The gameplay is simple, addictive, and effective. Each party member has unique skills (called "techs") and magic. After spending some time fighting together with another character, he (or she) learns "double techs", which are possible to execute only when both characters are ready to perform an action. If three people have learned appropriate single techs, they can even learn a more powerful triple tech, which requires all three characters to be available. Since character gain not only experience, but also tech points from battles, leveling up is not as tedious and as boring as in so many other RPGs. It is interesting to experiment with different party members and to try out various double and triple techs. The game is very fluent, locations change all the time, regular enemies are not annoying, and there are no random battles (all enemies have fixed positions), which leaves plenty of time for exploration once an area is cleared out. It is not the most difficult Eastern RPG I have ever played, but it is definitely not too easy. Boss battles are quite tricky, and strategy is needed for most of them.

One of the very best parts of "Chrono Trigger" is its non-linearity. The game is very unlinear for an Eastern RPG - there are plenty of side quests, some optional areas, it is possible to choose when to confront the final boss, and there are many different endings, depending on the decisions taken by the player throughout the game. At a certain point, the player has to decide whether to kill an important character or to let him join the party; at another point, he has to rescue the main character, but he can also choose not to do so and to confront the final boss without him. After the game is finished, a cool New Game+ option becomes available: maintaining all the items and the stats from the previous game, the player can re-play "Chrono Trigger" from the beginning, and fight the final boss very early in the game (which was previously impossible because the characters were much too weak), adding more possible endings to the list. Few Eastern RPG which give the player so many subtle choices.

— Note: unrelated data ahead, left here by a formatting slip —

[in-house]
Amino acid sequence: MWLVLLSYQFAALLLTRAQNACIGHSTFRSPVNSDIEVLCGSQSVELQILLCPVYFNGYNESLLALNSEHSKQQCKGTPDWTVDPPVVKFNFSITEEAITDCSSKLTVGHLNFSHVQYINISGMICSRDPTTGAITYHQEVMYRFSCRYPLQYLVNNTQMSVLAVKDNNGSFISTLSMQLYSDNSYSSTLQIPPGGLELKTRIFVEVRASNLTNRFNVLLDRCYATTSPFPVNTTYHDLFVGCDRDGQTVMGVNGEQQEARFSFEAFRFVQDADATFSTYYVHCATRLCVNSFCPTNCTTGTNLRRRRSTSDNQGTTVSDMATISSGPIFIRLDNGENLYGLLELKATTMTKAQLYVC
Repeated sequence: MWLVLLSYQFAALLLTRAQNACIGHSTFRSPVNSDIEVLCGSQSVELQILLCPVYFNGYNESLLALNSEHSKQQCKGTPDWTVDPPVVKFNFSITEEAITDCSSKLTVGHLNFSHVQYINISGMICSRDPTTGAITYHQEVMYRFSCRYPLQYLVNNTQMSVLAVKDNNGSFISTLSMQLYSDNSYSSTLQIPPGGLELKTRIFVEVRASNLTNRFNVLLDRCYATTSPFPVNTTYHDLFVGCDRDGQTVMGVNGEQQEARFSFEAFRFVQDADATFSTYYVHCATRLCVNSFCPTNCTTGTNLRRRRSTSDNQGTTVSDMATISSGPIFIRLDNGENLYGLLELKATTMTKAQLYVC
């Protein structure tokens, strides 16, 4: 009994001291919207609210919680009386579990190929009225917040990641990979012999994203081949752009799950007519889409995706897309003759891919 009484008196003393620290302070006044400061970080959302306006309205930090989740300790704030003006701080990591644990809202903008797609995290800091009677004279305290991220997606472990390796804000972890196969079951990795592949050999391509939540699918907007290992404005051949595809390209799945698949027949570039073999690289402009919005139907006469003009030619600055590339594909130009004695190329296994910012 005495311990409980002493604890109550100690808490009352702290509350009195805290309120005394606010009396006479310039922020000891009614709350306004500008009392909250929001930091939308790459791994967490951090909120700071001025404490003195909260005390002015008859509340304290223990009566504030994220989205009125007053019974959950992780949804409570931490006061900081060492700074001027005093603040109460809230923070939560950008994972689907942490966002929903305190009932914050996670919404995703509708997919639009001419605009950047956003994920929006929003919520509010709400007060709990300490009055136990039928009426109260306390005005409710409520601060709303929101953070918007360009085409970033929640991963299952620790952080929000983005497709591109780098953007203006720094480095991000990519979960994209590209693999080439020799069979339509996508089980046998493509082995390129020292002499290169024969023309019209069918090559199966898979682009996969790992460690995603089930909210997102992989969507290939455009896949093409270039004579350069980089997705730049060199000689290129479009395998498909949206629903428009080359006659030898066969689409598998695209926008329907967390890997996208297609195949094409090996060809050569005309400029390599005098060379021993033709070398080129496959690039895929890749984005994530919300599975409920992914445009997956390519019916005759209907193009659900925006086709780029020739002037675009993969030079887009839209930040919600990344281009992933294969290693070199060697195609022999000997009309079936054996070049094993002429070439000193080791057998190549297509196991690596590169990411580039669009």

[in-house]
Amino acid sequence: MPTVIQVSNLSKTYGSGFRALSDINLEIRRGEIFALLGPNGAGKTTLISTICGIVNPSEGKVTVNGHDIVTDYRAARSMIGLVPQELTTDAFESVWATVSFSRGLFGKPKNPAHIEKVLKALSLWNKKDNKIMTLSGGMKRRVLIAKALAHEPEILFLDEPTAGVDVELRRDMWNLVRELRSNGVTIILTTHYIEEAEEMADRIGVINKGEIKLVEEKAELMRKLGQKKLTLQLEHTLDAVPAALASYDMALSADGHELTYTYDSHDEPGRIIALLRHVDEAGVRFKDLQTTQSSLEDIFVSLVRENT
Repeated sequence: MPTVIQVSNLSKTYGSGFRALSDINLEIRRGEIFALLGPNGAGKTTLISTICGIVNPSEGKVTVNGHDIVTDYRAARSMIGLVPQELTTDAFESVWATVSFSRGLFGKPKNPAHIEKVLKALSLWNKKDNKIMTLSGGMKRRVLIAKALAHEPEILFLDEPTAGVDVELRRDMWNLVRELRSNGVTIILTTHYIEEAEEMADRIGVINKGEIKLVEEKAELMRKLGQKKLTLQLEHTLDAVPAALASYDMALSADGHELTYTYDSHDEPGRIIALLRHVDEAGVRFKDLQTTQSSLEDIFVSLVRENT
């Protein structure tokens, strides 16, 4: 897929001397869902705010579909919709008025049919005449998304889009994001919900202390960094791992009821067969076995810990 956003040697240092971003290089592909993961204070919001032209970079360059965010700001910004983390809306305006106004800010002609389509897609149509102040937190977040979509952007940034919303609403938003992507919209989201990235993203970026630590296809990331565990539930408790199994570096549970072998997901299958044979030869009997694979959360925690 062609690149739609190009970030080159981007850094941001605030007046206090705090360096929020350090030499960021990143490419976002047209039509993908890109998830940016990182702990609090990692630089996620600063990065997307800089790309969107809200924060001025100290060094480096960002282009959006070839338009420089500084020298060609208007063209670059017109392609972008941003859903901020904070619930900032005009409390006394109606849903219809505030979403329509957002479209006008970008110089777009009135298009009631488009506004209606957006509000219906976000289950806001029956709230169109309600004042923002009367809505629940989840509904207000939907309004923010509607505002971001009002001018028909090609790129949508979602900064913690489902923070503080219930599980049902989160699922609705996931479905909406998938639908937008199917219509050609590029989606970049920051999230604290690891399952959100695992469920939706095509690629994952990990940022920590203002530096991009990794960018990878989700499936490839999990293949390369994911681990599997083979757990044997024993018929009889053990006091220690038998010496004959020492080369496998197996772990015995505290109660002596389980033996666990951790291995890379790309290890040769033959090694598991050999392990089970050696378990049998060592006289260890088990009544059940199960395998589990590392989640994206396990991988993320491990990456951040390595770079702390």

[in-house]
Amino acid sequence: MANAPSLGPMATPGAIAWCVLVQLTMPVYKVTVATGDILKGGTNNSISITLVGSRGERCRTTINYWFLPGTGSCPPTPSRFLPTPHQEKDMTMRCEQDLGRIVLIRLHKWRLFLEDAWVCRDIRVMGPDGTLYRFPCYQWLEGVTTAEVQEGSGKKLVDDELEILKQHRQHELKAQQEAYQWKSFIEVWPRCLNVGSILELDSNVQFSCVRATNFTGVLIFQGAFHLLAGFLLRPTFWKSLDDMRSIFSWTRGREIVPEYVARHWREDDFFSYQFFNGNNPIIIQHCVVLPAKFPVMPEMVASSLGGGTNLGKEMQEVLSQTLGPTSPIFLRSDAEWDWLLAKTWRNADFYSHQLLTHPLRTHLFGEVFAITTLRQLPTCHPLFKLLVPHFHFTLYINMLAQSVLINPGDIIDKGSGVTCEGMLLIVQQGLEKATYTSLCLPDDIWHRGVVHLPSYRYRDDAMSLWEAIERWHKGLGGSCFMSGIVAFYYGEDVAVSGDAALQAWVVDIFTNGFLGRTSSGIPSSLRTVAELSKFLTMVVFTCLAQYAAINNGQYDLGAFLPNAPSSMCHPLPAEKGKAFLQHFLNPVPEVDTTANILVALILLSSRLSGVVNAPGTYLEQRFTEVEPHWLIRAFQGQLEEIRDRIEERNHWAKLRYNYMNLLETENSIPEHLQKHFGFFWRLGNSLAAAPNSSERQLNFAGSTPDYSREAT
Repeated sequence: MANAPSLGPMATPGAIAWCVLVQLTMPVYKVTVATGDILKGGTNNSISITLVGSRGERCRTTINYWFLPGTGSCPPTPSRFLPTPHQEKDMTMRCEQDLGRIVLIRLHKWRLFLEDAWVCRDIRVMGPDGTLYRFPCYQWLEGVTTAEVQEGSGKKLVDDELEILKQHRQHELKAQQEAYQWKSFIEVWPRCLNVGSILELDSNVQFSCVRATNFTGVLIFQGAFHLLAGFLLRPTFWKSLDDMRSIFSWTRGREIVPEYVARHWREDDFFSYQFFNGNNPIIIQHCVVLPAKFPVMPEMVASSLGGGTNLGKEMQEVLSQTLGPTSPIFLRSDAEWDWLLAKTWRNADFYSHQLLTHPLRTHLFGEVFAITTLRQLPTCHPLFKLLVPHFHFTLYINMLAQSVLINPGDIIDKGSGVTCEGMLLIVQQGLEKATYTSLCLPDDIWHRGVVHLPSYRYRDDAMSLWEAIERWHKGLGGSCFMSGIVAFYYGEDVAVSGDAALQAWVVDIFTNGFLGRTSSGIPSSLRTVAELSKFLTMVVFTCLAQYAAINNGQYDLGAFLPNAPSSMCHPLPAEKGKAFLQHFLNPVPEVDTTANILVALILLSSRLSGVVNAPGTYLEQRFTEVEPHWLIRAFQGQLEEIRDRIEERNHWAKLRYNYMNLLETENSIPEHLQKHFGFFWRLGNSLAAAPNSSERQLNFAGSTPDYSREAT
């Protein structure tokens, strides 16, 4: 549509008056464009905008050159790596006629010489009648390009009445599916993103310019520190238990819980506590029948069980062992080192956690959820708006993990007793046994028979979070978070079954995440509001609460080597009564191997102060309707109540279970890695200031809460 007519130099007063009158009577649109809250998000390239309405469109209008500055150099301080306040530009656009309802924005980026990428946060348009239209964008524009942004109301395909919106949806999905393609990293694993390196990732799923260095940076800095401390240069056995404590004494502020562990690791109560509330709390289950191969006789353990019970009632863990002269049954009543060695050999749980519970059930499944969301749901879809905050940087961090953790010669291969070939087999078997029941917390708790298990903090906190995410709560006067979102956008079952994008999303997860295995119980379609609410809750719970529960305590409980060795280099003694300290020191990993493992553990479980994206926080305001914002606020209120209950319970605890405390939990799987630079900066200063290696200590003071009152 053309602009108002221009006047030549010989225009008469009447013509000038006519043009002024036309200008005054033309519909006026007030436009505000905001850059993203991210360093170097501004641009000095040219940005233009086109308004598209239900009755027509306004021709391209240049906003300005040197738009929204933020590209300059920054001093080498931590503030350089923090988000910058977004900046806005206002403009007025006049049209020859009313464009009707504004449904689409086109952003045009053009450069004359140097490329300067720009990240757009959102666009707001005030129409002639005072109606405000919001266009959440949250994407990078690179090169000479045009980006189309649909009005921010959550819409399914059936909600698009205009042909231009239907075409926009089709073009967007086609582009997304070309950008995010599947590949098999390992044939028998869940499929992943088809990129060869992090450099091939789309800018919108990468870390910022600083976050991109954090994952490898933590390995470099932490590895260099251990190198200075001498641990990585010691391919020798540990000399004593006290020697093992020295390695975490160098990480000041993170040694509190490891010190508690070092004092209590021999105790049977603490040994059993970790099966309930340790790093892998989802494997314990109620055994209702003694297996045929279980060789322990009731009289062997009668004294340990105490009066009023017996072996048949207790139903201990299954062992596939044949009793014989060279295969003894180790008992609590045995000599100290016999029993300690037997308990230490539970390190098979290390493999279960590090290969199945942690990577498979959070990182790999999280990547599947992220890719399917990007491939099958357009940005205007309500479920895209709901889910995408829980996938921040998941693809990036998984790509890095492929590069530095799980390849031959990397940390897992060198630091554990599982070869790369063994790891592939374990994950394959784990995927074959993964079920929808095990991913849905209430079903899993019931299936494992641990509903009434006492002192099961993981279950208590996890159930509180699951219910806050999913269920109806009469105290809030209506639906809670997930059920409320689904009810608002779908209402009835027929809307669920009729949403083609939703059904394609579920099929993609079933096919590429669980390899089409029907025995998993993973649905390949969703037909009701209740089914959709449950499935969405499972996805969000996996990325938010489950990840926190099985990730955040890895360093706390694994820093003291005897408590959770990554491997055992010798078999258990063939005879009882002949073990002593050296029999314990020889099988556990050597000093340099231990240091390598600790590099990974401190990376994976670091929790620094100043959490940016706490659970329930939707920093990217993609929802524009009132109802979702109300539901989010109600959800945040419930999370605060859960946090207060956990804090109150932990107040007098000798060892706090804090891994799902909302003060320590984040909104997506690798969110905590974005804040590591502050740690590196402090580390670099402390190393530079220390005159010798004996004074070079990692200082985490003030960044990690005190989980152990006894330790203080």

The music of "Chrono Trigger" isn't likely to disappoint fans of Final Fantasy soundtracks - it is as emotional, as profound, a true lyrical masterpiece. As for the graphics, they are perhaps even better than in Final Fantasy VI. This is the culmination of 2D art - only brand new visual technique could come afterwards.

The Bad

Most of the criticisms directed against "Chrono Trigger" are highly subjective. Some of the characters can be classified as "annoying" or "silly", depending on the taste of the player. Personally, I don't find any of the characters annoying, even though the game certainly doesn't have the ultimate character cast in existence. "Chrono Trigger" has a lot of very attractive sides, so its weaknesses don't really bother a dedicated player. But I suppose it won't do any harm if I say that most of the dialogues of "Chrono Trigger" is of the standard, silly Japanese RPG kind, the battle system tends to be simplistic, there is a definite "light" edge in the game which is not to everyone's taste, and the characters lack the immediate emotional impact of their Final Fantasy brethren.

The Bottom Line

"Chrono Trigger" deserves every bit of the critical acclaim and the mass success it has had. Sometimes it's hard to explain what exactly makes a game great; a particularly strict player would probably find some things to criticize in it, such as the rather simple gameplay and the lack of "mature" tension between characters. But above all, "Chrono Trigger" masterfully uses the time traveling concept, which constantly keeps the game fresh, exciting, and fun; with a story that has quite some twists up its sleeve, and a good deal of non-linearity, "Chrono Trigger" stands out as a definite classic of the genre.